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Psych Congress  
2018

Non-Medical Use of Prescription Stimulants Reported by Adults Entering Substance Abuse Treatment

Authors  

Jody Green, PhD – Inflexxion, an IBH Company; Natasha Oyedele, MSc, MPH – Inflexxion, an IBH Company; Stephen Faraone, PhD – SUNY Upstate Medical University; Jeffrey Newcorn, MD – Icahn School of Medical University; Stephen Butler, PhD – Infelxxion, an IBH Company

Sponsor  
Arbor Pharmaceuticals, LLC

This poster was presented at the 31st annual Psych Congress, held Oct. 25-28, 2018, in Orlando, Florida.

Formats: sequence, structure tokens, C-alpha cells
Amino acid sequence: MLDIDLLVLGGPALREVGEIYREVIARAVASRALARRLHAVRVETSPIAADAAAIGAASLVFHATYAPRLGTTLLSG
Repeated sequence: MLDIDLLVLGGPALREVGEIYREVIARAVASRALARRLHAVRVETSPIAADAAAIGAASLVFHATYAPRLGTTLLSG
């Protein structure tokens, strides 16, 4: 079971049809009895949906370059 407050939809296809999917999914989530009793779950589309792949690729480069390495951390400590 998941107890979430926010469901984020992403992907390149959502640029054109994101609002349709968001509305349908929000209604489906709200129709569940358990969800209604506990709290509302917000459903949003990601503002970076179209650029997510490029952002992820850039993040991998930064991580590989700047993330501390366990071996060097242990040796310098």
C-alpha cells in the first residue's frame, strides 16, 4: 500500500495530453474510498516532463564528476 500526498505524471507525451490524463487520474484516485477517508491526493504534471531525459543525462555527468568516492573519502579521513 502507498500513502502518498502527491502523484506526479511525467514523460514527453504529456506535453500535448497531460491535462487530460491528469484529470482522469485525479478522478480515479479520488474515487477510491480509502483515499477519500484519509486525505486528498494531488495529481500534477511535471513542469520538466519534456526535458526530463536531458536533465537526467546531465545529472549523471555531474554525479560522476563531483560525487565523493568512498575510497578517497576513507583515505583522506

Prescription stimulants prescribed for attention deficit hyperactivity disorder have been recently highlighted by regulatory agencies and others as emerging drugs of misuse/abuse. Non-medical use (NMU; use in any way other than prescribed, including misuse/abuse) of these products was characterized using the Addiction Severity Index Multimedia Version (ASI-MV®) which gathers self-reports of substance use history from adults seeking substance abuse treatment. During the study period (01 January 2010 through 30 September 2017), 48 states contributed a total of 513,080 assessments to ASI-MV. Of these, 9,186 individuals (1.8%) indicated past 30-day NMU of a prescription stimulant product. The NMU subset consisted of 44% age 25 to 34 years and 27% age 18 to 24 years. Over half of the respondents were male (51%) and never married (59%) with the majority Caucasian (85%). The most reported occupation was skilled or semi-skilled labor (33%). Approximately 49% reported receiving treatment at a residential/inpatient treatment facility and 27% reported their treatment admission was prompted by the criminal justice system. While NMU of prescription stimulants via the oral route was the most commonly reported, 38% reported snorting and 4% reported injecting. A substantial proportion of NMU patients reported injection of other drugs as well (44%), including prescription opioids (29%).These data suggest that NMU of prescription stimulants in adults seeking substance abuse treatment is of concern, particularly considering the substantial proportion that report use via non-oral routes. Awareness of this increased risk is important for both prescribers of these important medications as well as addiction specialists.

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